How is the Pennsylvania Hospital advertised to attract local and travelling visitors?
Our histroic collections are advertised in terms of tours, which are advertised in brochures. We have a website which displays all of our information in it.

How can internships help young people with their future career endeavors?
Personaly, I am a huge fan of internships. I have done two of them myself. Internships allow students to assess what they want to do and what they don't want to do. It can open up doors, in a sense. When I was an intern at the National Archive in [Washington] D.C., a whole world of archives opened up to me. I have always wanted to be an educator, but I was turned away because I did not want to stand in front of a classroom. With this internship, I saw that I could be an educator in a different way. Internships also offer great connections to people.

I take it that you are fond of a "hands on" experience.
Yes, internships help you find people who are valuable to you throughout your career.

Describe how technology is currently being utilized by Pennsylvania Hospital.
Here we use technology in a sense that we are able to conserve documents and artifacts and whatever we have in collection. We also keep a web site present with information about the hospital. I think that the website is a great way to reach out to people. Also, we now have cell phone tours, with a suggested donation of 4 dollars, where people will receive a guided tour, but on their cell phones. It is a way that people can stay and listen to the prompt again, offering flexibility to individuals.

Cell phone tours? How does that work?
You dial a number into your cell phone and a response tells you where to go throughout the hospital's campus. It's especially convenient for visitors who cannot keep up with tour guides. It also gives you all the time you want or need to look at artifacts at your own pace.

How long have cell phone tours been around?
Oh, it's been used for years at other sites worth visiting, but the hospital has only been using it for a year so far.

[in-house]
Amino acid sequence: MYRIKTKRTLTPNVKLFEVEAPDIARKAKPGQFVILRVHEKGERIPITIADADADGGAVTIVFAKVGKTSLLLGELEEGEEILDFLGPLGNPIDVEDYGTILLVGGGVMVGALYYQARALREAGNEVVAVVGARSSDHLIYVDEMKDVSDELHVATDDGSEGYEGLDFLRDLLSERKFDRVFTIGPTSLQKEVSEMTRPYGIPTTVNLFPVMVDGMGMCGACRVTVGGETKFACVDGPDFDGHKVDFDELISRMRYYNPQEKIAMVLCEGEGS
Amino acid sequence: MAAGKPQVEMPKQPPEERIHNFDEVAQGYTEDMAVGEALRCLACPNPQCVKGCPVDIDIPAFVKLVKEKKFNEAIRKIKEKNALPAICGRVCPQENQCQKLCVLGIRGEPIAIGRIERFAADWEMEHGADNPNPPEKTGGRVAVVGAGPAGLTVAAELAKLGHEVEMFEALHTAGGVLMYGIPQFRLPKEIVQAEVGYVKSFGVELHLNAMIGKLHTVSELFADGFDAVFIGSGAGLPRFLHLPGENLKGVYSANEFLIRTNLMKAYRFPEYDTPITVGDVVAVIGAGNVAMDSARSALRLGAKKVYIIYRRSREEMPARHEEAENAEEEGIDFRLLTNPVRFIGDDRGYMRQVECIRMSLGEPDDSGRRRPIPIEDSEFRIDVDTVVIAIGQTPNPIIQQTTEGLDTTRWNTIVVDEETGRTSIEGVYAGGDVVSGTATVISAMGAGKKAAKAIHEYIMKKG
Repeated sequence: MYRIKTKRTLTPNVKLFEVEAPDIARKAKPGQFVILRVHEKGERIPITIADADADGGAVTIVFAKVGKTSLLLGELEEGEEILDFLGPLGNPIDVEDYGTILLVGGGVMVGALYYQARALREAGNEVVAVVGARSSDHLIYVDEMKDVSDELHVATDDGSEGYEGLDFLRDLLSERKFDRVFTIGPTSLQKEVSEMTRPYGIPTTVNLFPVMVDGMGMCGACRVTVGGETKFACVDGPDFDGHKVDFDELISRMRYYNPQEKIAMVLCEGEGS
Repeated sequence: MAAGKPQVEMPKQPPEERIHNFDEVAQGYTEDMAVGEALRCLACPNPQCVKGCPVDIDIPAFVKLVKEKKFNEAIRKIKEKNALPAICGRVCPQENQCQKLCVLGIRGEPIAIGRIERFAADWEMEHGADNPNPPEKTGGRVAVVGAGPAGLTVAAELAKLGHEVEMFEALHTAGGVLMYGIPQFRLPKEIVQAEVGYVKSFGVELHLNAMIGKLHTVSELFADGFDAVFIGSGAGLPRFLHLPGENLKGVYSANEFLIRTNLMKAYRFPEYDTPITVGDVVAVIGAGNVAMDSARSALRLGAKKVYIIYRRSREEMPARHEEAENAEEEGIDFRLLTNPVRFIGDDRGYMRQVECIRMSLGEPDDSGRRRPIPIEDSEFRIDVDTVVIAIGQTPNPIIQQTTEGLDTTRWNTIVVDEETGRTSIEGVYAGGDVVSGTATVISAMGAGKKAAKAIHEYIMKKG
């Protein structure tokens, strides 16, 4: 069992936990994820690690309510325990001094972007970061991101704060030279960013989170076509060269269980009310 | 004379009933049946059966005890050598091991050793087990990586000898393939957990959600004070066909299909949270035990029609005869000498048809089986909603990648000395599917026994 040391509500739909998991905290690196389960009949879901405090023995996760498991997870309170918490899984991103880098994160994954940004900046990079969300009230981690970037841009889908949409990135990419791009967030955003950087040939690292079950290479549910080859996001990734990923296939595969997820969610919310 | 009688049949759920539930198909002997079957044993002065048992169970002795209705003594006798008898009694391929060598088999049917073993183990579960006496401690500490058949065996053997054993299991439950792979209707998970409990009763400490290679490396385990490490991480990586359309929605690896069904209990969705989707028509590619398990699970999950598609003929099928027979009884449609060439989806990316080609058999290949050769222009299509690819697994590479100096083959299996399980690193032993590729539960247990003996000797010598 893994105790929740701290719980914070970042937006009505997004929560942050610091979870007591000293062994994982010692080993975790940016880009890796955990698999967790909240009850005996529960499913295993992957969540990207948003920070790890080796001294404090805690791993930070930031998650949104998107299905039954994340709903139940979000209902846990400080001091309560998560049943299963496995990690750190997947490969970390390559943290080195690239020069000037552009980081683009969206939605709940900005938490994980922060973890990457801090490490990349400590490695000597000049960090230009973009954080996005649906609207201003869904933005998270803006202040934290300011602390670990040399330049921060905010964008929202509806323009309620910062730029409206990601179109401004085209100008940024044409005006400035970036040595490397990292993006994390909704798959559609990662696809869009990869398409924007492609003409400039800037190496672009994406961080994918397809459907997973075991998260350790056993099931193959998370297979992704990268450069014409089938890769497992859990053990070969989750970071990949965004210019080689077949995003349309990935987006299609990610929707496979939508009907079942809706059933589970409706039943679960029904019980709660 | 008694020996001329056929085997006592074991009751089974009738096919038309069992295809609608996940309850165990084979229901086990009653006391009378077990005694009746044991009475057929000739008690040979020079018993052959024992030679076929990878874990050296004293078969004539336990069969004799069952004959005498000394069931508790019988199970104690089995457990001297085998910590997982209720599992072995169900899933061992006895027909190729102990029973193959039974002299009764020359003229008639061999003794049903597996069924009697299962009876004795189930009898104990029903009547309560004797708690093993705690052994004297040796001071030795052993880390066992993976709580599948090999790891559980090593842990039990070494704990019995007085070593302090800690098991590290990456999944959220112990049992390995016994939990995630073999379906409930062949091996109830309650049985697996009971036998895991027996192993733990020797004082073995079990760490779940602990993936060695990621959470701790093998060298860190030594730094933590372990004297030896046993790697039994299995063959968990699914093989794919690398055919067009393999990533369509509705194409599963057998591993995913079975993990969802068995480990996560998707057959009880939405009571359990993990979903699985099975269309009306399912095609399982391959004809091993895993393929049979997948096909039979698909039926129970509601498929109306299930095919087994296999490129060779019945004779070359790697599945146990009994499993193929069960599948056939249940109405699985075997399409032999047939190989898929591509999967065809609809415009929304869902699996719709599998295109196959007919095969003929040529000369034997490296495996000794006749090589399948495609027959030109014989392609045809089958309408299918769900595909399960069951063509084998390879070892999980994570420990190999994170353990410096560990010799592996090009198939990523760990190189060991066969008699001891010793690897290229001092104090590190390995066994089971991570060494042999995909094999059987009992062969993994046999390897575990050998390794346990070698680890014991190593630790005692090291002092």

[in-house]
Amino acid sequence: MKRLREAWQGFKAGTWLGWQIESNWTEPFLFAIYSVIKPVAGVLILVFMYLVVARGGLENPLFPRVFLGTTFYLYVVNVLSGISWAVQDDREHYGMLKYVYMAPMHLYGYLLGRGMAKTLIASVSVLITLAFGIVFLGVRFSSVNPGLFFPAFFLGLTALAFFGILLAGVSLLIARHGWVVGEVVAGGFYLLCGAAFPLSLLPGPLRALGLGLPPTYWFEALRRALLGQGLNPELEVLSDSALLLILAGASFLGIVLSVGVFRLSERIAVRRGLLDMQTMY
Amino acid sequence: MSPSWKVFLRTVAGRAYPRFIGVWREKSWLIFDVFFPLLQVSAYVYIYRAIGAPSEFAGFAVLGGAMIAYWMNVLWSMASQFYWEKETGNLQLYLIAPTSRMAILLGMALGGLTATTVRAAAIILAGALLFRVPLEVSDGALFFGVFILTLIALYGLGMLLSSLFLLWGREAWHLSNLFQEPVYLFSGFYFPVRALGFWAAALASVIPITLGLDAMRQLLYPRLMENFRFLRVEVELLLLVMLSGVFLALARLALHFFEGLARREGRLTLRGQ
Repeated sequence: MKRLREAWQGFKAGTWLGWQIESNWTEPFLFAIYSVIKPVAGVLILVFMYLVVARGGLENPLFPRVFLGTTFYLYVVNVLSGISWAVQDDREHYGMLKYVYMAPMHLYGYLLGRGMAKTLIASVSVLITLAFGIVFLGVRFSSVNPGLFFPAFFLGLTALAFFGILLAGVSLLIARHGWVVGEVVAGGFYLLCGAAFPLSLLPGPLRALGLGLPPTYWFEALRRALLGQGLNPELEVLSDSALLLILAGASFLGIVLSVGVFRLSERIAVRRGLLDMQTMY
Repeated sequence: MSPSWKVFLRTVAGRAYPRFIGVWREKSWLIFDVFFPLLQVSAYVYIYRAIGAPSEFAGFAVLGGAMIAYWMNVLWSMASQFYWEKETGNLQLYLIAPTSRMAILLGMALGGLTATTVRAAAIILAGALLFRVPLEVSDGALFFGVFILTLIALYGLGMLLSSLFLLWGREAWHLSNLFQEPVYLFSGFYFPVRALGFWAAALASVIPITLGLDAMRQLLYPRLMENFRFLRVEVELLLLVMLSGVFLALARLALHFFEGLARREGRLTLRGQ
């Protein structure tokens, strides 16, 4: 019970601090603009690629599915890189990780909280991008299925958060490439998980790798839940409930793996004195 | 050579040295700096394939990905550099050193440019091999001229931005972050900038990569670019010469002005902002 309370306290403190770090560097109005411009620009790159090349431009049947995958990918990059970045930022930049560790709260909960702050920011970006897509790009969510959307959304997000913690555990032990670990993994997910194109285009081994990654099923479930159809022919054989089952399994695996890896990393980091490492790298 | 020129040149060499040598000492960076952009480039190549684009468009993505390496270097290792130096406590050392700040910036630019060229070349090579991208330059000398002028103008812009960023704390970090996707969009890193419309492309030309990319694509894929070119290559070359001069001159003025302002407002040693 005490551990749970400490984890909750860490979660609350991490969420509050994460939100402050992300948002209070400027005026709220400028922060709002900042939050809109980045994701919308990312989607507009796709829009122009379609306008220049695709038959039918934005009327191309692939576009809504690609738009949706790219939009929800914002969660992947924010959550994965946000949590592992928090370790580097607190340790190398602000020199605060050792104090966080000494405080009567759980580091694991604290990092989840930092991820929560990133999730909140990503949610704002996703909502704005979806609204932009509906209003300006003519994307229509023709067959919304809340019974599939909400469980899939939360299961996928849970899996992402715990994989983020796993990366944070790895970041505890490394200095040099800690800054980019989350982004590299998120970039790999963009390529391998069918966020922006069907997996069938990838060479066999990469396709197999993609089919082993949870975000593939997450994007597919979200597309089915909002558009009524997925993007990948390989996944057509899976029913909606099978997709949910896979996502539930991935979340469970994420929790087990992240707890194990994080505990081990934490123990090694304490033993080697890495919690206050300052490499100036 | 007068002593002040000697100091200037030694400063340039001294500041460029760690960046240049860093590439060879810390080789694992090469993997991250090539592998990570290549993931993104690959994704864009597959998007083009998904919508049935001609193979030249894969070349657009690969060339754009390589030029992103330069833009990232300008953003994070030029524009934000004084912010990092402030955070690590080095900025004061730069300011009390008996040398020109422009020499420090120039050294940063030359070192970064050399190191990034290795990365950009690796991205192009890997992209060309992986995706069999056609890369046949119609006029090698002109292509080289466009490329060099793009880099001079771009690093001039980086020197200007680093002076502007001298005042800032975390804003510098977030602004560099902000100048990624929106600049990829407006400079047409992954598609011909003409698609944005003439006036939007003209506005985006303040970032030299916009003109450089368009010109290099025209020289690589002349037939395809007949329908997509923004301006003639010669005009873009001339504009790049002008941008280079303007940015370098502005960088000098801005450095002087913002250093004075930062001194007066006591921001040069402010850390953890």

Does the hospital partner with any other landmarks or foundations?
On occasion. It depends on what the program is. We have a program that is a "Learn to Grow" program, designed for school age peope who learn about herbal medicine. That is when we team up with the Physic's House.

What role do you think public history plays in American Culture?
Public history is a connection to the past. People enjoy learning about the past but when they connect it to something of the past, it sparks an interest in history. People are resistant to change, so looking at the past. It is our human nature to think that what happened in the past is better than what we have... "Crime rate is so much worse now than what it was in the past," but it really wasn't. "Oh, the family was stronger in the past," well yes and no, there were complications. Nothing is as easy or as simple as people want to make it seem. History is complex, because people are complex.

Why do you think public history/preservation should be better funded and emphasized in our society?
We are a disposable society and we need to have a little respect for things that are significant to who we have become. In terms of preserving buildings, structures and programs, that is a reflection of how we view our society. The fact that we make things disposable, shows that we think what is young and fresh is better but we can LEARN from historic things. These old buildings, the building I'm in right now was built in 1755. It is still functioning. It has survived running water and electricity inside. Solid construction so its still here. Today the craftsmanship is not there because there is a lack of respect to how things were built in the past.
Teeples, Stacy. Telephone interview. 13 May 2009.


Public History

Pennsylvania Hospital has both guided Mondays through Fridays from 8:00 P.M. to 4:30 P.M.
Self-guided tours Thursdays and Fridays from 8 A.M. to 4:30 P.M.
Call 215-829-3370 for information on, or about scheduling tours, or go to http://pennhealth.com/pahosp/vi_files/historictours.html.


Did You Know?

  • The hospital logo is based on the Good Samaritan parable.
  • The hospital was founded to take care of the "sick poor" and the insane.
  • The first patient was admitted in 1752.
  • The hospital has had fire insurance longer than any other building in the country.
  • Pennsylvania Hospital is the first hospital that treated insane people humanely.
  • In ROCKY II, Rocky and Apollo are taken to the Pennsylvania Hospital after the Bicentennial fight.


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Works Cited

Ambulance 8th Street. 16 Apr. 2009 <http://www.uphs.upenn.edu/paharc/collections/gallery/transportation/
2620-1_Ambulance_8th_St.jpg>Benjamin, West. Christ Healing the Sick in the Temple. 1815. Pennsylvania
Hospital, Philadelphia.
Filming Rocky. 16 Apr. 2009 <http://www.uphs.upenn.edu/paharc/collections/
gallery/miscellaneous/2792.8_Filming_Rocky.jpg>.
"History of Pennsylvania Hospital." University of Pennsylvania Health System. 12
Apr. 2009 <http://www.uphs.upenn.edu/paharc/features/creation.html>.
Nurses. 16 Apr. 2009 <http://www.uphs.upenn.edu/paharc/collections/gallery/
Events/1366_Hospital_Day_1970.jpg>.
Pennsylvania Hospital. 16 Apr. 2009 <http://www.brynmawr.edu/iconog/wild
child/Awphosp.jpg>
"Pennsylvania Hospital." US History. 7 May 2009 <http://www.ushistory.org/
tour/tour_hosp.htm>.
Rocky II. United Artists, 1979.

Sitting in the Medical Library. 16 Apr. 2009 <http://www.clements.umich.edu/
Exhibits/colonialphoto/images/case5/library.jpg>.